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Moral Problems and the Good Life - Lecture 21

Lecture 21 - Pornography and equality

Pornography and Degradation

• 1. Strategies of argument
We have considered several different ways to support relatively unrestricted freedom of speech:

1) Freedom of speech promotes the greater good/maximizes utility (John Stuart Mill).

2) Freedom of speech is a basic liberty/right (Dworkin, Arthur).

3) Freedom of speech is a prerequisite for genuine democracy.

We have also considered several different exceptions to the first amendment protection of speech: Libel, incitement to lawlessness, obscenity, and fighting words.

· Lawrence argued that hate speech should be considered an exception to free speech on the model of "fighting words".

· Historically, pornography has fallen under the category of "obscenity," but the courts have more or less abandoned this approach.

· MacKinnon/Dworkin and others have argued that pornography should be regulated under civil rights law, shifting the emphasis to harm, and the restraint from censorship to damages.

· Judith Hill argues that pornography should be regulated on the model of libel:

  • On my account, Victim Pornography libels women as a class, in impugning the nature of women. This approach would not have to rely on controversial empirical studies concerning the consequences of pornography. Libel can be established without demonstrating actual damage to the plaintiff...in proving libel, it is enough to show that a defamatory statement about the plaintiff is false. (119)

· Garry is opposed to degrading and sexist pornography, but does not support regulation. Instead, she supports changes to the production of pornography: "...we want to make changes to pornography that would help us with the deep social changes needed to break the sex-harm connection and to make gender roles more equitable in sexual and nonsexual contexts." (352) She continues, "New symbols and fantasies need to be introduced with care, perhaps incrementally." (352)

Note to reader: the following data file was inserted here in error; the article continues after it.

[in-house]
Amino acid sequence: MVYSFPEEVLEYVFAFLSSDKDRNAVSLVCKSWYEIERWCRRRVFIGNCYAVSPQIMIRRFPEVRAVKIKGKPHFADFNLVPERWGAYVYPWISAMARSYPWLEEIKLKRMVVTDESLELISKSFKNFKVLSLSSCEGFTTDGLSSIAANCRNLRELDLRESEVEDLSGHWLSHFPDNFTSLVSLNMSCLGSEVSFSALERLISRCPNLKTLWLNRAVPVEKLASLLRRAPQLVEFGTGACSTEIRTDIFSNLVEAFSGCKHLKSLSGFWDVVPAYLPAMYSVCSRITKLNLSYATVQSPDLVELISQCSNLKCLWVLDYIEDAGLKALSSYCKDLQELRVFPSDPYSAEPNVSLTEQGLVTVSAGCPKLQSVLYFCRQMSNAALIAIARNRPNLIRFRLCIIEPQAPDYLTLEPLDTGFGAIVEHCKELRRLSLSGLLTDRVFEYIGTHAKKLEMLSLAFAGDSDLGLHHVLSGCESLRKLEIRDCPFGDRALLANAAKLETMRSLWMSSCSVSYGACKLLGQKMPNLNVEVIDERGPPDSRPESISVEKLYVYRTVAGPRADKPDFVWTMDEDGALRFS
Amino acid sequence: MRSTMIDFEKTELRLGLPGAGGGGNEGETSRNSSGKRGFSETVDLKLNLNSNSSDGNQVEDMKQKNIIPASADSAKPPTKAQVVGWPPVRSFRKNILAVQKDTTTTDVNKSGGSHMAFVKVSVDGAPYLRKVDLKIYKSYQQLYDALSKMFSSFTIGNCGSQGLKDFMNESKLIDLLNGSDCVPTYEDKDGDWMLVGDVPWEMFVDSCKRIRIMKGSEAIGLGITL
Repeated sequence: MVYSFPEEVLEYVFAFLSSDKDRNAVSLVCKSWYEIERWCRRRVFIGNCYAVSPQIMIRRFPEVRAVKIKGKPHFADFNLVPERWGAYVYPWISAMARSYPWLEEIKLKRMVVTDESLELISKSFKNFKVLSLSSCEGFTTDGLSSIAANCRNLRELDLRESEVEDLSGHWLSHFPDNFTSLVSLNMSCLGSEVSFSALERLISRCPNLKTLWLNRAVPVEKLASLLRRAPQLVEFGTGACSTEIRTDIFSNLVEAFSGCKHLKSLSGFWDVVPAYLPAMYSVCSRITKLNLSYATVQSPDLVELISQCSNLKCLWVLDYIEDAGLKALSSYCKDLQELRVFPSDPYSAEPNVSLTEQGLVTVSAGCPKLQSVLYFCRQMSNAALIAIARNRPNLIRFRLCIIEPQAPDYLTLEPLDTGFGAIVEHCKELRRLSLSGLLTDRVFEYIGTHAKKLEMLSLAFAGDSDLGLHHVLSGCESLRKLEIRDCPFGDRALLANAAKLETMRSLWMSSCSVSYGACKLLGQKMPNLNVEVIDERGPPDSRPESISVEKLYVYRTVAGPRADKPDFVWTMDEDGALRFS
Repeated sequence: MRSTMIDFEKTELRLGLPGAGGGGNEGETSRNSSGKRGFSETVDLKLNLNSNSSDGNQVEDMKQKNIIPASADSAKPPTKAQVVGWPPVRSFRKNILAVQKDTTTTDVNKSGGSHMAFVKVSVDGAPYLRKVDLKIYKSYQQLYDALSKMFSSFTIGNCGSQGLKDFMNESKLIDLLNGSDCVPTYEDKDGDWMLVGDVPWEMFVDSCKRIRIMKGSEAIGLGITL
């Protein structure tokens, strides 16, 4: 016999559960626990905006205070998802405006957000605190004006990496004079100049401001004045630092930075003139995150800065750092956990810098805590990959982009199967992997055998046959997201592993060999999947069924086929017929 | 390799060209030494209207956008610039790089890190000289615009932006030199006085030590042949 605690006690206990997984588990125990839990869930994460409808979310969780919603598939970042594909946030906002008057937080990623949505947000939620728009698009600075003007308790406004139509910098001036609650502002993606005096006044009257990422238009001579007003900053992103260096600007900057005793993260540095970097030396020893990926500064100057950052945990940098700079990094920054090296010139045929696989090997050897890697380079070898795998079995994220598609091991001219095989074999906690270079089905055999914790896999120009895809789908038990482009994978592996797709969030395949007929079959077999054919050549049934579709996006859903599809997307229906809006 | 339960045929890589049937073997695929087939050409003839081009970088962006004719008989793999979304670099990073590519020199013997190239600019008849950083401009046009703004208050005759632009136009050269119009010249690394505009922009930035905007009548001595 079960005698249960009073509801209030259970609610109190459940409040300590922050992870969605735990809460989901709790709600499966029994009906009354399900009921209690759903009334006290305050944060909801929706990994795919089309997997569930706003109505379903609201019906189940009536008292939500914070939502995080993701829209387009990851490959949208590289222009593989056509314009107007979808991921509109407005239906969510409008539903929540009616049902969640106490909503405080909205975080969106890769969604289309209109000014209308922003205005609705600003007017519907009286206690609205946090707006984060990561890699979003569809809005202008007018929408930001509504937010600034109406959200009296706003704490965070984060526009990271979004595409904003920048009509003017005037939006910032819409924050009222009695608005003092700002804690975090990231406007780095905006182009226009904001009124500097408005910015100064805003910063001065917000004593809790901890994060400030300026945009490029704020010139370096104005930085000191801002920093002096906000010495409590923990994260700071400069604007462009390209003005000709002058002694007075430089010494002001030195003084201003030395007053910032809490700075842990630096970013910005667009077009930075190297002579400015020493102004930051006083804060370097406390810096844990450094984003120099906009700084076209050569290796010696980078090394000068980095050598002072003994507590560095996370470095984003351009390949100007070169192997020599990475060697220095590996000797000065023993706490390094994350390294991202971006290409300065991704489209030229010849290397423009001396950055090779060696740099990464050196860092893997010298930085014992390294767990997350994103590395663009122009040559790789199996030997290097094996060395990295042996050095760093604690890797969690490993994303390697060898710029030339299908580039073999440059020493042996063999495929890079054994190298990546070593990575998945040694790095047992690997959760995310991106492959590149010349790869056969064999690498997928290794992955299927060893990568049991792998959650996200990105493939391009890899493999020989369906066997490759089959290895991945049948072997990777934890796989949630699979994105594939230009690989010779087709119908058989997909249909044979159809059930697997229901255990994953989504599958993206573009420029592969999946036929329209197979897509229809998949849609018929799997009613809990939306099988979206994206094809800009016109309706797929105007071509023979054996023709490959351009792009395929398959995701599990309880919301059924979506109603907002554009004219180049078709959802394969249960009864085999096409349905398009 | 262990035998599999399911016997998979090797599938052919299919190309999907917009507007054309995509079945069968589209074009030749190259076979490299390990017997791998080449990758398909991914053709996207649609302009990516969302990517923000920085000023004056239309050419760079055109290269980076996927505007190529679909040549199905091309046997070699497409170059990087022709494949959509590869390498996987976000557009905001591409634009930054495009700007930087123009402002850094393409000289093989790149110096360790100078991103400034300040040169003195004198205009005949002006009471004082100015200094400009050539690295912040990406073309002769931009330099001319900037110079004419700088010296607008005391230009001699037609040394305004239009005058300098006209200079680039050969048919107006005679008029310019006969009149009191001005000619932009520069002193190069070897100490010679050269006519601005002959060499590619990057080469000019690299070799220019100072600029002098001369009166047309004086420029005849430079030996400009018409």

• II. Degradation
What does it mean to degrade something?

· It is a lowering of status, but not just any status: a lowering of moral status. (Hill 115) o Actual lowering of status is not required: what is required is imputing a lesser moral value to. (Hill 115)

· It is a matter of perception: if X is degraded by an action A, then A must cause X to be perceived as being treated as less than a full person. (Hill 115)
o Degradation is public, or potentially public.

· Degradation expresses contempt. Public expression of contempt suggests that the victim's lower status is so obvious it would be recognized by anyone.

· Sometimes it is wrongly thought that an individual who acquiesces in degradation deserves it: "degradation carries with it its own justification: people who allow themselves to be treated as less than persons deserve to be treated as less than persons." (Hill 116)

• Hill's argument
Hill's argument:

1) Persons have a moral right to be treated as an end in themselves, with fairness and respect.

2) So persons have a right not to be degraded. (From 1 and the definition of degradation.)

3) Pornography (at least "Victim Pornography" (VP)) degrades women.

4) So, the production (and consumption?) of pornography (VP) is morally wrong. (From 1-3)

5) "The propagation of false and derogatory statements about a class of people, for the sake of profit, inexcusably treats all members of that class as though they were a means only, as though they were not ends in themselves." (Hill 120) This is equivalent to libel (Hill 119).

6) So pornography (VP) should not be protected as speech.

Questions: · Even if Hill's argument for regulation is unconvincing, does the argument up to line 4 work? If so, should it include not only production but also the consumption of pornography?
· On what basis does Hill claim that pornography degrades all women? Why not just "sleazy" women?
· If pornography is fiction, why think it is spreading falsehood? Doesn't everyone know it is fiction? And how does an image ­ just a picture ­ say anything? Can't any picture be interpreted in many ways?
· On what basis can feminists who support sexual freedom object to pornography? Isn't it a part of sexual freedom that sex, even obscene sex, is not bad?
· Does pornography degrade both women and men or only women? (See Garry article)
· Is pornography more significant than other sexist images or practices in degrading women? What about advertising, Hollywood movies, etc?

Prof. Sally Haslanger
24.02 Moral Problems and the Good Life, Fall 2008
(Massachusetts Institute of Technology: MIT OpenCourseWare)
http://ocw.mit.edu
Date accessed: 2009-07-27
License: Creative Commons BY-NC-SA

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